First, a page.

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presence of his nobles and attendants the provision of his will by which the crown was to

descend to William of Normandy. "Ye know right well, my lords," said he, "that I

have bequeathed my kingdom to the Duke of

Normandy; and are there not those here who

have plighted oaths to secure William's succession?"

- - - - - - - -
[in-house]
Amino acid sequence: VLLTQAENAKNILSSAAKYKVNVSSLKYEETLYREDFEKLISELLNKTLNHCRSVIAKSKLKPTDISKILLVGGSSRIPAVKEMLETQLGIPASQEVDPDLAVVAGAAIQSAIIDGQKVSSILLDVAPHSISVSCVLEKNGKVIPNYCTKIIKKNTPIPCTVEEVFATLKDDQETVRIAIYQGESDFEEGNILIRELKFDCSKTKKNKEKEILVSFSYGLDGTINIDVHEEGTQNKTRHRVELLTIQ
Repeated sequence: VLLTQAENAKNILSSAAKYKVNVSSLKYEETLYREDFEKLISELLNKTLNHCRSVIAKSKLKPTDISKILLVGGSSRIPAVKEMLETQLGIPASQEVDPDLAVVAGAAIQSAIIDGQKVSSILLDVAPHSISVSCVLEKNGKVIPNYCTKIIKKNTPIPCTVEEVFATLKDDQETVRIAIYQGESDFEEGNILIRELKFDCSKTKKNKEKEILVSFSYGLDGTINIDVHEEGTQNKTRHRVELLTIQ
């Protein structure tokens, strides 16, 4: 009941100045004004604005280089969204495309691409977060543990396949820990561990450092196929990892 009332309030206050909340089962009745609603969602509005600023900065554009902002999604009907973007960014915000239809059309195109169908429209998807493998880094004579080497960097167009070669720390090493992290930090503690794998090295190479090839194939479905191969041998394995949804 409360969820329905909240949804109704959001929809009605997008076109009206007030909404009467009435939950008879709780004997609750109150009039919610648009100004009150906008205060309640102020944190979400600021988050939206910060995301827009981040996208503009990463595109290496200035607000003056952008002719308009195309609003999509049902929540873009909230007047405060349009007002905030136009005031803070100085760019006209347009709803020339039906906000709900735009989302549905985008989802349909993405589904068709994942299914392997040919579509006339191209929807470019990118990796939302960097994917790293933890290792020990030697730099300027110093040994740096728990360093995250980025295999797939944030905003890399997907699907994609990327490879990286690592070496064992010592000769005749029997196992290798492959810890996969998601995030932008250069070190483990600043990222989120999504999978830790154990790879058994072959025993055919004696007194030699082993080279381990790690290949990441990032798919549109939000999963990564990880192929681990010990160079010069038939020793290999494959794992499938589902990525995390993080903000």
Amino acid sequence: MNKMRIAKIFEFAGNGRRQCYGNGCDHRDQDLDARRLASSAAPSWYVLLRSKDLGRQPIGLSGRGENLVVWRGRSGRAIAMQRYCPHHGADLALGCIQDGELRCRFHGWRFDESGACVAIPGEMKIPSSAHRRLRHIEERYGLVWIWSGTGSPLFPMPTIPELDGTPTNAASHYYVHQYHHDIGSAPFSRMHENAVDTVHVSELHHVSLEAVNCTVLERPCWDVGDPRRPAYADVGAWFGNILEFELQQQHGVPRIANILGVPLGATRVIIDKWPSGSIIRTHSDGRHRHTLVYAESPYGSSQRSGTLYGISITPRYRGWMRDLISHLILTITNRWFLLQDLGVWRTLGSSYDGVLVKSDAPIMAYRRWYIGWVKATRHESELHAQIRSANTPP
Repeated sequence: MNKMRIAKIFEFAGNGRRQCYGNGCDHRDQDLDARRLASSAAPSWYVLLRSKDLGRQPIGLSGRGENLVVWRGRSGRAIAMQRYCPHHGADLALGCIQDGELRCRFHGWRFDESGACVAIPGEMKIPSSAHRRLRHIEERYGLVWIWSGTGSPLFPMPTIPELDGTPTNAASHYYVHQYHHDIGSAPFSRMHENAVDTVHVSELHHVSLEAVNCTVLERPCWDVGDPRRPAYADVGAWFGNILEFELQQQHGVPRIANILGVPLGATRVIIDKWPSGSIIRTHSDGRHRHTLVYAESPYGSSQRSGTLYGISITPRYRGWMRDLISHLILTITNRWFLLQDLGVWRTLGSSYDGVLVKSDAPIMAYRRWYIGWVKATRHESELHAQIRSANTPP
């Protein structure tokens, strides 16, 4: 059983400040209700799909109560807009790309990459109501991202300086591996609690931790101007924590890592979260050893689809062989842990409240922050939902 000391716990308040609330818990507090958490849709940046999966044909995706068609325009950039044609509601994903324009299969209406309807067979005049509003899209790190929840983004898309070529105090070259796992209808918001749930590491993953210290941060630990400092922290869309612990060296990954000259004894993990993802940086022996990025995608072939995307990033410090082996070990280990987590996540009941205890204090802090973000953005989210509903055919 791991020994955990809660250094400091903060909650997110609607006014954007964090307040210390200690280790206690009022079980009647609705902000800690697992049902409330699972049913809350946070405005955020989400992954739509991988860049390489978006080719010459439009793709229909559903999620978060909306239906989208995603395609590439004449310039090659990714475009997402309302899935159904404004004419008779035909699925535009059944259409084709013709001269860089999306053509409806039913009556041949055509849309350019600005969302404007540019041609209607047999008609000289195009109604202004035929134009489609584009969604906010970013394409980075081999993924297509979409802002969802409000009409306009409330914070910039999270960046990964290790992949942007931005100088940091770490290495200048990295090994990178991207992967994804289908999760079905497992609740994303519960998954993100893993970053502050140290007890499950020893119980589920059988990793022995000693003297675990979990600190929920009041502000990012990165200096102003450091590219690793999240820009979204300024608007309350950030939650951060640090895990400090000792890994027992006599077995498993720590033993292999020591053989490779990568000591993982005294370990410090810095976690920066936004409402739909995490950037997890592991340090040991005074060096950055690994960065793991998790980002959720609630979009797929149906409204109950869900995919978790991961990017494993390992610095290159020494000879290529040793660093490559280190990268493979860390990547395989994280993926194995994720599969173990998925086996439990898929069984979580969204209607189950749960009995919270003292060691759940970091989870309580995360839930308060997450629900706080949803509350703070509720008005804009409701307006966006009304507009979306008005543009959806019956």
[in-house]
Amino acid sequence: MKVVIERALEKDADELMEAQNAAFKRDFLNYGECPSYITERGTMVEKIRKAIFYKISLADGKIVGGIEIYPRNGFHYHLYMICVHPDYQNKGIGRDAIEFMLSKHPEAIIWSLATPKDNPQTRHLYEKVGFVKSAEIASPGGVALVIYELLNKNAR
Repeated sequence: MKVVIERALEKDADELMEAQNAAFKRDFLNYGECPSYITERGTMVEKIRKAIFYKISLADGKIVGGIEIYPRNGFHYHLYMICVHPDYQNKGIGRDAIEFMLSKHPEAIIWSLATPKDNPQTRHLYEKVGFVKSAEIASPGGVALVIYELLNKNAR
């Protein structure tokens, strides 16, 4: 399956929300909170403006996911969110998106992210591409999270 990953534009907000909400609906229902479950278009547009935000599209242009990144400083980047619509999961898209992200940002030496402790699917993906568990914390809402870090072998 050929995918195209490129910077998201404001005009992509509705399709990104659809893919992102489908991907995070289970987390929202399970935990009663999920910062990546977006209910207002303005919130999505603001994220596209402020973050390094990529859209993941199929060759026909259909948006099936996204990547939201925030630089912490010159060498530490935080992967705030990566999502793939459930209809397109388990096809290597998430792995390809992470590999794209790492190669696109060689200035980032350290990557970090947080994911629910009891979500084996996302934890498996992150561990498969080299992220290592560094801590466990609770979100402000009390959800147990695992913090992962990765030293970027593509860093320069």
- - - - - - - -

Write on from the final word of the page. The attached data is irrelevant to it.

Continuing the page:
Again it is said that in the last scene

the dying king named Prince Harold as his

successor. Be that as it may, Edward died in January of 1066, and the question of the

succession remained to be decided by the rival

claimants to the crown.

We are now in the day-break of the Norman conquest of England. That great event

will be fully narrated in the succeeding Book.

Here for the present we pause. The narrative will be resumed at the proper place, beginning with the death of Edward the Confessor and the consequent struggle of Harold

and William for the English crown.